Evolvable Warps for Data Normalization

Created by W.Langdon from gp-bibliography.bib Revision:1.3872

@InProceedings{Gilbert:2016:CEC,
  author =       "Jeremy Gilbert and Daniel Ashlock",
  title =        "Evolvable Warps for Data Normalization",
  booktitle =    "Proceedings of 2016 IEEE Congress on Evolutionary
                 Computation (CEC 2016)",
  year =         "2016",
  editor =       "Yew-Soon Ong",
  pages =        "1562--1569",
  address =      "Vancouver",
  month =        "24-29 " # jul,
  publisher =    "IEEE Press",
  keywords =     "genetic algorithms, genetic programming",
  isbn13 =       "978-1-5090-0623-6",
  DOI =          "doi:10.1109/CEC.2016.7743975",
  abstract =     "The traditional method of fitting an approximate
                 cumulative probability distribution to a data set is to
                 bin the data in narrow bins and obtain a step function
                 approximation. This technique suffices for many
                 applications, but the resulting object is not a
                 differentiable function making recovery of the
                 underlying probability distribution function
                 impossible. In this study, a unique group theoretic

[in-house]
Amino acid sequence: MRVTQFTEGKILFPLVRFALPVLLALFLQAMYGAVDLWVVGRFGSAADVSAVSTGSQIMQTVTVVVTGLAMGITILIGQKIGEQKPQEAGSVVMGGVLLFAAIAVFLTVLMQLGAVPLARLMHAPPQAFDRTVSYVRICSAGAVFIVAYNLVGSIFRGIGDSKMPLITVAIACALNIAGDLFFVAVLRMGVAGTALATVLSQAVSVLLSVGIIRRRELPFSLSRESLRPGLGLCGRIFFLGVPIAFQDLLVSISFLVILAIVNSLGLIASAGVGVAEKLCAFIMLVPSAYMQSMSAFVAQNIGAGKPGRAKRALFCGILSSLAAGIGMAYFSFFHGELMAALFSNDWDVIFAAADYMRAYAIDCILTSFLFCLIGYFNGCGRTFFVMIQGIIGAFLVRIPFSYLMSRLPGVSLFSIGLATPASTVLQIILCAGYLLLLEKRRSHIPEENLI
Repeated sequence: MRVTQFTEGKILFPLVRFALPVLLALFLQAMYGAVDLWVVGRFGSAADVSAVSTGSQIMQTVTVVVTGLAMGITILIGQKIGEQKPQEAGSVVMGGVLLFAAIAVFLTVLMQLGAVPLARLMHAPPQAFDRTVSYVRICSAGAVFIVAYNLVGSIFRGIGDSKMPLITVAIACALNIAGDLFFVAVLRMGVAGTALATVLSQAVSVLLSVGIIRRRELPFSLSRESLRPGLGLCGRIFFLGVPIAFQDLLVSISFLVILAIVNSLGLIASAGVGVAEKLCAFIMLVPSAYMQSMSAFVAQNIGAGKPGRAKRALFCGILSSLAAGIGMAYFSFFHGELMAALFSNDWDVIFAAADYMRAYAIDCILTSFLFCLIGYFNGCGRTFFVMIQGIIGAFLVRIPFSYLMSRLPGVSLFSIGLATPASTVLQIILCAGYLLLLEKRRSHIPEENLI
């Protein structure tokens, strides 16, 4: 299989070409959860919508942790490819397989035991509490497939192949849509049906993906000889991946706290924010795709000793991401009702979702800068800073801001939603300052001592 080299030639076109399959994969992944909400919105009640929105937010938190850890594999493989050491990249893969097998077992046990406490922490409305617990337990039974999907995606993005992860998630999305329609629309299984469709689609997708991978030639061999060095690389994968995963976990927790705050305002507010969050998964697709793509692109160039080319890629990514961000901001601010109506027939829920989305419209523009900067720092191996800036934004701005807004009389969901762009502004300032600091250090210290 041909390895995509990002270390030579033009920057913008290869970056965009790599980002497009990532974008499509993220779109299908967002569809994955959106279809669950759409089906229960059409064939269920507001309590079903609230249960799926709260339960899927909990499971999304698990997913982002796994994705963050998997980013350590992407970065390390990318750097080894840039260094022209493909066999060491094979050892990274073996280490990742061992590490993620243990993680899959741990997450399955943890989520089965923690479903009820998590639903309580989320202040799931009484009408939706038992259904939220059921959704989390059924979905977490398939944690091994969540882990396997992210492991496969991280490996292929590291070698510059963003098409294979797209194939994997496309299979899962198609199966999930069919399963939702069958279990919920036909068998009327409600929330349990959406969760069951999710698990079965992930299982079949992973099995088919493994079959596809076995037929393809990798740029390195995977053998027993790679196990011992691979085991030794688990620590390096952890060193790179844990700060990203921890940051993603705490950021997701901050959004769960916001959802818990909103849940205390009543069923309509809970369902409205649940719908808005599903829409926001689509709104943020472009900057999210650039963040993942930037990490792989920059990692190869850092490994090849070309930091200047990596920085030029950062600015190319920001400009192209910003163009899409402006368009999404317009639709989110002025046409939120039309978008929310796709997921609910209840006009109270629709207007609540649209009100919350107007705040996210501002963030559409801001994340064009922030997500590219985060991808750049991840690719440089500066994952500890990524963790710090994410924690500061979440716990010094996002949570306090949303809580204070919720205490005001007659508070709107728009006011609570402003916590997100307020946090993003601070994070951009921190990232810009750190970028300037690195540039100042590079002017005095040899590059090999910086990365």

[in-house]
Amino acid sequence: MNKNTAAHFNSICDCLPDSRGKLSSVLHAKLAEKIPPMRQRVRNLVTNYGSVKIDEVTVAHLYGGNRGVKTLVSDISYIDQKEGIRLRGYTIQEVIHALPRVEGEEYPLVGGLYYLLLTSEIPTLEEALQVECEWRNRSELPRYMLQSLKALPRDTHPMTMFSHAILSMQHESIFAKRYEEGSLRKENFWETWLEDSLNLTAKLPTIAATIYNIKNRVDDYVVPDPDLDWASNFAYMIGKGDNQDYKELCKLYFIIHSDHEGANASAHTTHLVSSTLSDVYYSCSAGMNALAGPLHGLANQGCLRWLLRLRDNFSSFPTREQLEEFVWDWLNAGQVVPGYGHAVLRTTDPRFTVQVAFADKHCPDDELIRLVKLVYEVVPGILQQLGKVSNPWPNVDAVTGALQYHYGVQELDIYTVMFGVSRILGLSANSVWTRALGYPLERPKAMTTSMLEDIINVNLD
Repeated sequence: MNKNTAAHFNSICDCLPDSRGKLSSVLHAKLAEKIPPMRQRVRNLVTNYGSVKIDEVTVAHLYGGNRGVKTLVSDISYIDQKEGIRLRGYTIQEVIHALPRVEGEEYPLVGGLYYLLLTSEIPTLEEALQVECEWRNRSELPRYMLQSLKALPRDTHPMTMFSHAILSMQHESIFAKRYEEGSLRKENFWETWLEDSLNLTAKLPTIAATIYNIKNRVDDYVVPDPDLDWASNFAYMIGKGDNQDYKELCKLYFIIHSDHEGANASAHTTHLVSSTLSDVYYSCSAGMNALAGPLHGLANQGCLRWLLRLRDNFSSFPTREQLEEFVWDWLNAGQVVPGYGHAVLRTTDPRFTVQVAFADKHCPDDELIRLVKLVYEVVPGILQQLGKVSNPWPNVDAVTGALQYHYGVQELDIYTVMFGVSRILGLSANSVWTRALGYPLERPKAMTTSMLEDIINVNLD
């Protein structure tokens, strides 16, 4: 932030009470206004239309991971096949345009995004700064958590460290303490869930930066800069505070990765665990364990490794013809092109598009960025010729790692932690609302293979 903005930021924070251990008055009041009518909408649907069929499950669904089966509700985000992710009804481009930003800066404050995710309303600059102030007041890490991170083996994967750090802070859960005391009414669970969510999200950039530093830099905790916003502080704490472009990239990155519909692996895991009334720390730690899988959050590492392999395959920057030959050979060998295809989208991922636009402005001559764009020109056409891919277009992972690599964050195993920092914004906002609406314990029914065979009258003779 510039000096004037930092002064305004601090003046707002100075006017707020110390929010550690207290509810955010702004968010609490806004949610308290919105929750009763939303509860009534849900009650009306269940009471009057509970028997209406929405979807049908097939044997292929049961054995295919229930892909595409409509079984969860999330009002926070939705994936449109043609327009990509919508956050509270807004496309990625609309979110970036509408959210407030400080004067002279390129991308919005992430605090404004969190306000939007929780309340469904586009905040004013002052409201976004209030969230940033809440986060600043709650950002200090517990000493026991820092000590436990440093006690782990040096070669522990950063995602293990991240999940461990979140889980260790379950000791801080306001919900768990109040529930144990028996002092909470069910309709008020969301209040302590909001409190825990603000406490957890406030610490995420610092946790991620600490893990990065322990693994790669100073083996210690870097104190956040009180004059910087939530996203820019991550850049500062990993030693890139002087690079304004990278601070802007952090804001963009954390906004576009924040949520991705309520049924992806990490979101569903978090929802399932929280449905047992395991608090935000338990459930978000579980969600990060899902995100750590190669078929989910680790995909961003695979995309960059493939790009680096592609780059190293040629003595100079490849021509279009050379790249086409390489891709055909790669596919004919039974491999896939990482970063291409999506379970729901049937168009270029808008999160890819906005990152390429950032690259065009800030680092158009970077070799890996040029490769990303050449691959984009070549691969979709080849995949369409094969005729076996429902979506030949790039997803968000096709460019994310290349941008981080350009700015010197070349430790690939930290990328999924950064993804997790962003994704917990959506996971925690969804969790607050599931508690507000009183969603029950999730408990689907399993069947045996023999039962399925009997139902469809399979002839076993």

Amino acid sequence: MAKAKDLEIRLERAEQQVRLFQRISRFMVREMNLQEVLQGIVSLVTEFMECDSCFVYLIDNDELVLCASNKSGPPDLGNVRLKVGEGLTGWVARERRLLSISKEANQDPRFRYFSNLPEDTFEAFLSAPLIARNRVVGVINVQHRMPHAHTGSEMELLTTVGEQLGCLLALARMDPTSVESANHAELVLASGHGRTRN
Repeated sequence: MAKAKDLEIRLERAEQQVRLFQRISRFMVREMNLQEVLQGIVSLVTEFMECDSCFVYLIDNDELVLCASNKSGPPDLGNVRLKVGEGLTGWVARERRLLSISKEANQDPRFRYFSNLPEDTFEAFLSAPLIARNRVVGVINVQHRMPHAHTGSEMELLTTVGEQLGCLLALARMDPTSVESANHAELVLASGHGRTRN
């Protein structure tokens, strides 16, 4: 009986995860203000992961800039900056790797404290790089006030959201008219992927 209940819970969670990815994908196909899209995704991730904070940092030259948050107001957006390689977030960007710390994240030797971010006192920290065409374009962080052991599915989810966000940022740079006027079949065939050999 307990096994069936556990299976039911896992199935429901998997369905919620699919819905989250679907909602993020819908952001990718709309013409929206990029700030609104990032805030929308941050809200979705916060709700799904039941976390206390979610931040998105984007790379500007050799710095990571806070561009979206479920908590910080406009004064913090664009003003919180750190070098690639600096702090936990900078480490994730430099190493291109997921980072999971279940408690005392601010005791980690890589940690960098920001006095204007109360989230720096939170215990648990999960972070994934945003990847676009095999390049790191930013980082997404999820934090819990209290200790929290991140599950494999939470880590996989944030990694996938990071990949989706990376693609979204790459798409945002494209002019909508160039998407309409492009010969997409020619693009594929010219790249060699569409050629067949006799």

representation is used to define evolvable data warps
                 that can be used to recover continuous, infinitely
                 differentiable versions of the inverse cumulative
                 distribution function. The use of a group theoretic
                 representation permits a simple calculation to
                 transform the evolved object into a cumulative
                 distribution function and, via differentiation, into a
                 probability distribution function. The group used to
                 define the evolvable data warps is the group of
                 bijections of the unit interval. The generators used by
                 evolution are chosen to be differentiable in order to
                 enable the computation of probability distribution
                 functions. Experiments are run using a simple type of
                 evolutionary algorithm to evolve approximate CDFs on
                 seven data sets. The first data set is used to perform
                 a parameter study on the representation length used to
                 evolve the approximate CDFs and comparing two
                 variations of the representation - one of which uses a
                 representational control called gene expression and one
                 of which does not.",
  notes =        "WCCI2016",
}

Genetic Programming entries for Jeremy Gilbert Daniel Ashlock

Citations